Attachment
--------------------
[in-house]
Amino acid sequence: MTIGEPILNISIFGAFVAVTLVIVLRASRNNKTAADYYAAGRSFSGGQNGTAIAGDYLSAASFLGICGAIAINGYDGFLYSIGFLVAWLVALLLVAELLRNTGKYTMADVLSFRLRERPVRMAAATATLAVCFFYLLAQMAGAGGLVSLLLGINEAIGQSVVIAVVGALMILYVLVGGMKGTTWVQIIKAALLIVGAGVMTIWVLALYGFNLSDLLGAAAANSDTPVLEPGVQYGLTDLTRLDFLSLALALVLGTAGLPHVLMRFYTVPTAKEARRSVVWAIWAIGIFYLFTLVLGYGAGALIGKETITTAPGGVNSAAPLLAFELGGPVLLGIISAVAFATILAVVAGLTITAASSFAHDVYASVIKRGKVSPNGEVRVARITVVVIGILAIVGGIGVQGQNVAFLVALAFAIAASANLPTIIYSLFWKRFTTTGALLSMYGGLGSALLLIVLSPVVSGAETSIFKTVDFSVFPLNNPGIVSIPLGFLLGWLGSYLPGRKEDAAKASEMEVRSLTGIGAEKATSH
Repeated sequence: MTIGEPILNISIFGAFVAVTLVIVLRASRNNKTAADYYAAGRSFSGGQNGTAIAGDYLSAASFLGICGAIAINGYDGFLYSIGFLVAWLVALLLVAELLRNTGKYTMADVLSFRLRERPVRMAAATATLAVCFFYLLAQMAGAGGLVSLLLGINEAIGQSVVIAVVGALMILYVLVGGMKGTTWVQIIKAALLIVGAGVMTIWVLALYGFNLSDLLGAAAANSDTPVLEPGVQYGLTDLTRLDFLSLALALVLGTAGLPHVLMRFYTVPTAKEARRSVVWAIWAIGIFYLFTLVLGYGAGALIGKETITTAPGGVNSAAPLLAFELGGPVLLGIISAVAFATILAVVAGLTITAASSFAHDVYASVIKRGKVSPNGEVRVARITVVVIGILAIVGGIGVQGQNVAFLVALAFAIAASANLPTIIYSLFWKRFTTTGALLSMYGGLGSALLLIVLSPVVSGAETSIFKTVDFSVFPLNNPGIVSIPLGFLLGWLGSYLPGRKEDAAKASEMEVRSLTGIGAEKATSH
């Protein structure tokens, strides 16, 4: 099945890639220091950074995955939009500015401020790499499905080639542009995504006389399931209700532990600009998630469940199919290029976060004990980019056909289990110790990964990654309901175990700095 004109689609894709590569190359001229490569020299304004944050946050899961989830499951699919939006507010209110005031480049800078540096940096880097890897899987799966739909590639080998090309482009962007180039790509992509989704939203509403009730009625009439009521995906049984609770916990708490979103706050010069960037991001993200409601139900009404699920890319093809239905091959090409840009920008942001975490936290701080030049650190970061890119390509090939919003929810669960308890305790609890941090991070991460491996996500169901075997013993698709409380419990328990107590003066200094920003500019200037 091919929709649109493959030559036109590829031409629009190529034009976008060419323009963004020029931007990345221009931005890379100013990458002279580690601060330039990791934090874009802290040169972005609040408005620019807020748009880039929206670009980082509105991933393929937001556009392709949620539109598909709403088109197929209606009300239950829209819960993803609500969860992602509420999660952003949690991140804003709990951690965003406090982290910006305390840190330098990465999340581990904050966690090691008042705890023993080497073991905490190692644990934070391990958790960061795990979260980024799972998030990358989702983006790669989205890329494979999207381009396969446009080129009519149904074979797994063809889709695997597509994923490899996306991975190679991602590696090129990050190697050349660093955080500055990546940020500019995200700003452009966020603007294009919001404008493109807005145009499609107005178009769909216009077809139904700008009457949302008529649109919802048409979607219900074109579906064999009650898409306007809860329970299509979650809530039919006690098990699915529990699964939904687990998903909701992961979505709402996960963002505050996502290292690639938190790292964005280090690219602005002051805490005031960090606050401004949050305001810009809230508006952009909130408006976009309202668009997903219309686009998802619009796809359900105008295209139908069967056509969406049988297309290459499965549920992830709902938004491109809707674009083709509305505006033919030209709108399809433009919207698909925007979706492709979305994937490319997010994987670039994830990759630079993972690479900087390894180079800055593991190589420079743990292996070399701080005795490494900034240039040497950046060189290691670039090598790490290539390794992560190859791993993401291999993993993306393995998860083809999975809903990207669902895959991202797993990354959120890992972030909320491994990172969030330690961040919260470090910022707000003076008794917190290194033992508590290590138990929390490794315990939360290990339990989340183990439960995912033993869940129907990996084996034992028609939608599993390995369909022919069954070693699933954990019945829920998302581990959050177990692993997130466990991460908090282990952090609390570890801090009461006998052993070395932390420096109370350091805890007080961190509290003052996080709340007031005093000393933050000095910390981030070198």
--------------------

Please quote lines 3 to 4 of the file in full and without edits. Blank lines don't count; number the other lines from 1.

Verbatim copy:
Repeated sequence: MTIGEPILNISIFGAFVAVTLVIVLRASRNNKTAADYYAAGRSFSGGQNGTAIAGDYLSAASFLGICGAIAINGYDGFLYSIGFLVAWLVALLLVAELLRNTGKYTMADVLSFRLRERPVRMAAATATLAVCFFYLLAQMAGAGGLVSLLLGINEAIGQSVVIAVVGALMILYVLVGGMKGTTWVQIIKAALLIVGAGVMTIWVLALYGFNLSDLLGAAAANSDTPVLEPGVQYGLTDLTRLDFLSLALALVLGTAGLPHVLMRFYTVPTAKEARRSVVWAIWAIGIFYLFTLVLGYGAGALIGKETITTAPGGVNSAAPLLAFELGGPVLLGIISAVAFATILAVVAGLTITAASSFAHDVYASVIKRGKVSPNGEVRVARITVVVIGILAIVGGIGVQGQNVAFLVALAFAIAASANLPTIIYSLFWKRFTTTGALLSMYGGLGSALLLIVLSPVVSGAETSIFKTVDFSVFPLNNPGIVSIPLGFLLGWLGSYLPGRKEDAAKASEMEVRSLTGIGAEKATSH
């Protein structure tokens, strides 16, 4: 099945890639220091950074995955939009500015401020790499499905080639542009995504006389399931209700532990600009998630469940199919290029976060004990980019056909289990110790990964990654309901175990700095 004109689609894709590569190359001229490569020299304004944050946050899961989830499951699919939006507010209110005031480049800078540096940096880097890897899987799966739909590639080998090309482009962007180039790509992509989704939203509403009730009625009439009521995906049984609770916990708490979103706050010069960037991001993200409601139900009404699920890319093809239905091959090409840009920008942001975490936290701080030049650190970061890119390509090939919003929810669960308890305790609890941090991070991460491996996500169901075997013993698709409380419990328990107590003066200094920003500019200037 091919929709649109493959030559036109590829031409629009190529034009976008060419323009963004020029931007990345221009931005890379100013990458002279580690601060330039990791934090874009802290040169972005609040408005620019807020748009880039929206670009980082509105991933393929937001556009392709949620539109598909709403088109197929209606009300239950829209819960993803609500969860992602509420999660952003949690991140804003709990951690965003406090982290910006305390840190330098990465999340581990904050966690090691008042705890023993080497073991905490190692644990934070391990958790960061795990979260980024799972998030990358989702983006790669989205890329494979999207381009396969446009080129009519149904074979797994063809889709695997597509994923490899996306991975190679991602590696090129990050190697050349660093955080500055990546940020500019995200700003452009966020603007294009919001404008493109807005145009499609107005178009769909216009077809139904700008009457949302008529649109919802048409979607219900074109579906064999009650898409306007809860329970299509979650809530039919006690098990699915529990699964939904687990998903909701992961979505709402996960963002505050996502290292690639938190790292964005280090690219602005002051805490005031960090606050401004949050305001810009809230508006952009909130408006976009309202668009997903219309686009998802619009796809359900105008295209139908069967056509969406049988297309290459499965549920992830709902938004491109809707674009083709509305505006033919030209709108399809433009919207698909925007979706492709979305994937490319997010994987670039994830990759630079993972690479900087390894180079800055593991190589420079743990292996070399701080005795490494900034240039040497950046060189290691670039090598790490290539390794992560190859791993993401291999993993993306393995998860083809999975809903990207669902895959991202797993990354959120890992972030909320491994990172969030330690961040919260470090910022707000003076008794917190290194033992508590290590138990929390490794315990939360290990339990989340183990439960995912033993869940129907990996084996034992028609939608599993390995369909022919069954070693699933954990019945829920998302581990959050177990692993997130466990991460908090282990952090609390570890801090009461006998052993070395932390420096109370350091805890007080961190509290003052996080709340007031005093000393933050000095910390981030070198």